After that, I ran down the road to the next section, which went around the southwest corner of Lantau, below Tai O. This area has beautiful, grassy rolling hills, and would make one think of perhaps Scotland. In fact, as darkness came over this section, and we inevitably started to use headlamps, I think running on these trails, with the headlamp eliminating the bright white hard dirt surfaces, was my favorite section of the race.

In order to boost my mood and stay motivated, I had also strategically planned to start listening to podcasts right around the time the sun went down. Thus, I spent the rest of the race listening to some of my favourite running related podcasts: Dirt Dawg’s rambling Diatribe, Talk Ultra. 100 Mile Ultra Running Podcast, and Endurance Planet’s Ask the Coaches.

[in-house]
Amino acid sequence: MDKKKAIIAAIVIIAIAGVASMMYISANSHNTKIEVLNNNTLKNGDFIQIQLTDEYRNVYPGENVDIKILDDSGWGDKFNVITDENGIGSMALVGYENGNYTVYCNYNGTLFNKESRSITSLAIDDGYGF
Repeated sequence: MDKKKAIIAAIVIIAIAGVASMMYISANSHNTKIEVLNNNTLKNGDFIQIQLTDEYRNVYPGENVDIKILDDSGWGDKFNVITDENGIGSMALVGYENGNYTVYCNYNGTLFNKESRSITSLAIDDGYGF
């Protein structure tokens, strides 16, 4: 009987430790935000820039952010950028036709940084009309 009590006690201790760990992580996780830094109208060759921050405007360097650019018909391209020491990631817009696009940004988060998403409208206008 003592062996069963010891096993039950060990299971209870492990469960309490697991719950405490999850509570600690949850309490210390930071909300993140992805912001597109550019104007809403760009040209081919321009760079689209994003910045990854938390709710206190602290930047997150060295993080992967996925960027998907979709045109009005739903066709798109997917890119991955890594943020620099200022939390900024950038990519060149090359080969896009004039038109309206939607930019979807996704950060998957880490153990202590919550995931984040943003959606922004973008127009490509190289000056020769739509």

Finally, I arrived in Tai O. After fuelling up, I left the station, and got a bit lost, losing around 10 minutes. Finally, I started along the right way, but I found that I had become a bit tight, and fast walking was the best I could do. I just tried to get some food in, and prepare for what I believed to be one of the most brutal sections of the race: the way up from the Tai O- Tung Chong path towards Ngong Ping. Sure enough, this trail was another “barely there” trails, going practically straight up through big brushes with sliding dirt underfoot. This is one section where I really regretted that I had worn the rogue Racers (not because they’re a bad shoe, but because almost all the forefoot tread had worn off). Also, it was difficult to use poles in this section because after pushing off from the poles, it was hard to bring them back up in front of the body, due to the thickness of the bushes. Due to my slipping around, I got in a bit of a mental bad state, and started to feel negative, even though I felt ok physically. Eventually I got to the top, and we connect to the Nei Lak trail, which leads over to the Ngong Ping checkpoint. Most of the time, I love doing this little section of trail. When fresh, it probably doesn’t take more than 10-15 minutes, but by this time, I was walking a very runnable section, and I was passed by probably 10 people, which was a bit disheartening. However, I got through the CP quickly and began the assent up Lantau Peak. From the checkpoint to the top took around 45 minutes, and it takes around 30 when fresh, so overall I felt happy with my climbing ability. However, once at the top, it was time to begin a slow near-950 meter descent, which was painful and pathetic, as I hobbled my way first down to Pak Kung Au then along the contour trail. To give some context, in 2012’s 2 Peaks I did the Lantau Peak to Pak Kung Au in 23 minutes, my PR on the countor trail is around 45 minutes. However, I did these two sections in roughly 50 minutes and two hours, respectively. Thus, I was going around 30-50% slower than usual on hills, but probably twice as slow or more on descents. In fact, once at Nam Shan, I was feeling tired and sleepy, and the thought entered my head of just dropping and going home. I kept calculating how much longer the rest of the race might take. I figured it might take 45 minutes to go from Nam Shan to the next CP, antoher 45 mintes to Lo Yan Shan, an hour and a half to do the Chi Ma Wan loop, and another hour and a half home. So close to the finish, and yet another 4 hours left!